Things You'll Need
Fawns are often found lost and abandoned on private property, and well-meaning people want to provide these poor creatures with care. A common problem you are likely to find with an ill fawn is diarrhea. If not dealt with very quickly, a fawn can die from a bout of diarrhea. The reason being that she will dehydrate fast and not have any energy to survive. The most important factor in curing a fawn is to make sure she is drinking and retaining a lot of fluid.
Replace half of the fawn’s milk bottles with bottles of water. Do this for several hours, and check the progress of the fawn’s bowel movements.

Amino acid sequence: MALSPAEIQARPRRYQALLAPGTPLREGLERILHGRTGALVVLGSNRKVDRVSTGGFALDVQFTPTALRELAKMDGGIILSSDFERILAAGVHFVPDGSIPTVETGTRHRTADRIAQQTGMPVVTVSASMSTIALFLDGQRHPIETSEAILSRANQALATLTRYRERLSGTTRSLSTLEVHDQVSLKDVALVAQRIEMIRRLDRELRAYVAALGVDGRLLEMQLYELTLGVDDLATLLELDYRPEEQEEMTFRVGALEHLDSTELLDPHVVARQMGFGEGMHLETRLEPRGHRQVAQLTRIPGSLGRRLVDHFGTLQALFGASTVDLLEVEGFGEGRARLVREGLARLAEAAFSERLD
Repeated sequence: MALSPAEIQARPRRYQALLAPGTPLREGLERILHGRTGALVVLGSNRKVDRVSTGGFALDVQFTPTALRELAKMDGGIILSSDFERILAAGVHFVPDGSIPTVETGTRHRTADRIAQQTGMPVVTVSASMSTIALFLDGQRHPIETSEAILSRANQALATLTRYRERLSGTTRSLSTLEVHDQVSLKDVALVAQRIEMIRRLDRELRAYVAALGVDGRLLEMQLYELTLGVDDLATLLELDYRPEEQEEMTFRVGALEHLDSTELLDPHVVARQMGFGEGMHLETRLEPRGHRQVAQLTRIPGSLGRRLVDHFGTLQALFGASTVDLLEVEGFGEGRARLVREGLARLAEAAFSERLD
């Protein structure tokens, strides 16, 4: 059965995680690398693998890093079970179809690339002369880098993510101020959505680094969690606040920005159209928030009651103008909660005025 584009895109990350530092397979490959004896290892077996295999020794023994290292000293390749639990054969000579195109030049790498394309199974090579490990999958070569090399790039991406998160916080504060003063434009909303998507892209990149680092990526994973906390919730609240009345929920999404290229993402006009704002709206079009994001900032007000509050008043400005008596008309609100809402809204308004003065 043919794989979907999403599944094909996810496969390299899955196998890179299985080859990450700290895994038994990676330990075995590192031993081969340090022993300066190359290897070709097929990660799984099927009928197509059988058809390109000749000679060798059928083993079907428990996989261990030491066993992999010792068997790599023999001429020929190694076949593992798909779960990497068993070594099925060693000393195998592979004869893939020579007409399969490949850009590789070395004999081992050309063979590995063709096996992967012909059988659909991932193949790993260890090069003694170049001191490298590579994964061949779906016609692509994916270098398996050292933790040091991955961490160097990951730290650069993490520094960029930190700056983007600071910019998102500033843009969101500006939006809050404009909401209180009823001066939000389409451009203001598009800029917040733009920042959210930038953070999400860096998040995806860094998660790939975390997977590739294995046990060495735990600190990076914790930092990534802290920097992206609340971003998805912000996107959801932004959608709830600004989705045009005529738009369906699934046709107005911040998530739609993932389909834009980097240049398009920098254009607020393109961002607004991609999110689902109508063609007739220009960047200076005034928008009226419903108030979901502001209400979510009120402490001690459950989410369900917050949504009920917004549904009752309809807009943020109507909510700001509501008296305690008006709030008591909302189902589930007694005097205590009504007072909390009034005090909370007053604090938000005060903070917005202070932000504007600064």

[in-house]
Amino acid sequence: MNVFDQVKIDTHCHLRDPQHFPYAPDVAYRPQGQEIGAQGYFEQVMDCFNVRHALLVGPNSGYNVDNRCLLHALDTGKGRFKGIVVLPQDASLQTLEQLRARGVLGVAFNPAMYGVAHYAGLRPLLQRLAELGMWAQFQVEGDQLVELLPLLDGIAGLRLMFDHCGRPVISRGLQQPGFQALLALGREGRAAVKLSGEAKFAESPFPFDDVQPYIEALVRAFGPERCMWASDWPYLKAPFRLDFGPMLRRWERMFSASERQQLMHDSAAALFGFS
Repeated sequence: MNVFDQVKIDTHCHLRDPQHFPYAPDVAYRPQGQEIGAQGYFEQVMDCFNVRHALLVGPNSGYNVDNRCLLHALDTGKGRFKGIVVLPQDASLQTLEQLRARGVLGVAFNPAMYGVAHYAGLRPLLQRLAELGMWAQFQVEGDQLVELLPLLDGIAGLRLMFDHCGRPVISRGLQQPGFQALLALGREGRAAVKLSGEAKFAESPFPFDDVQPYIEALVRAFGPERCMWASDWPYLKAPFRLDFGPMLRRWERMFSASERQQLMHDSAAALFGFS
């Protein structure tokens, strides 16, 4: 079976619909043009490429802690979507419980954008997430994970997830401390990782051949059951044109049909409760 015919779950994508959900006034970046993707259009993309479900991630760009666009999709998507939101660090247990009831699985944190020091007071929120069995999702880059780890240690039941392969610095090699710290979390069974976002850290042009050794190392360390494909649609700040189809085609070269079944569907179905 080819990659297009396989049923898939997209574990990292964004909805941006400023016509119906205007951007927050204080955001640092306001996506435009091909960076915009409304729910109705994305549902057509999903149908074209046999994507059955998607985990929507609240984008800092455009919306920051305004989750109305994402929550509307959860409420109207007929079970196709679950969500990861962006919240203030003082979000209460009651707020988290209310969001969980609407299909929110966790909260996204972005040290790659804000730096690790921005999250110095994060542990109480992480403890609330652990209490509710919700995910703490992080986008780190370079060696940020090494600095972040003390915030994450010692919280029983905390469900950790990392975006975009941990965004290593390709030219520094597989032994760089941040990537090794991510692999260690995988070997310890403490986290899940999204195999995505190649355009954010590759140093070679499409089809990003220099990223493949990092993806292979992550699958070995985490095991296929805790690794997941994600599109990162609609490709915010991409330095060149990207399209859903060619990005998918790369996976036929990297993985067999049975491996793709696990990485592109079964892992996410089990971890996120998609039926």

Give the fawn 1 or 2 tbsp. of Pepto Bismol at two-hour intervals between bottle feedings.
Stop milk feedings entirely if the diarrhea persists. Start an electrolyte feeding routine of Pedialyte, and continue giving Pepto Bismol.
Collect a stool sample from the fawn if bowel movements aren’t completely normal after a day of this treatment.
Bring the sample to a veterinarian as soon as possible to determine whether the fawn requires a course of antibiotics.
Check with a knowledgeable wildlife vet at the earliest possible chance in regard to fawn care.
Do not approach a fawn unless you are sure he has been abandoned; if he hasn't moved for at least 24 hours, he is likely alone, without anyone coming back for him.
fawn image by apeschi from Fotolia.com
Aryeh Raphael has a degree in journalism and has worked with Fortune 1000 companies helping them to increase their online brand exposure through innovative website design, content creation, advertising and marketing. Additionally, Raphael is a writer for a slew of high-traffic blogs, including eHow and Tech Crunch.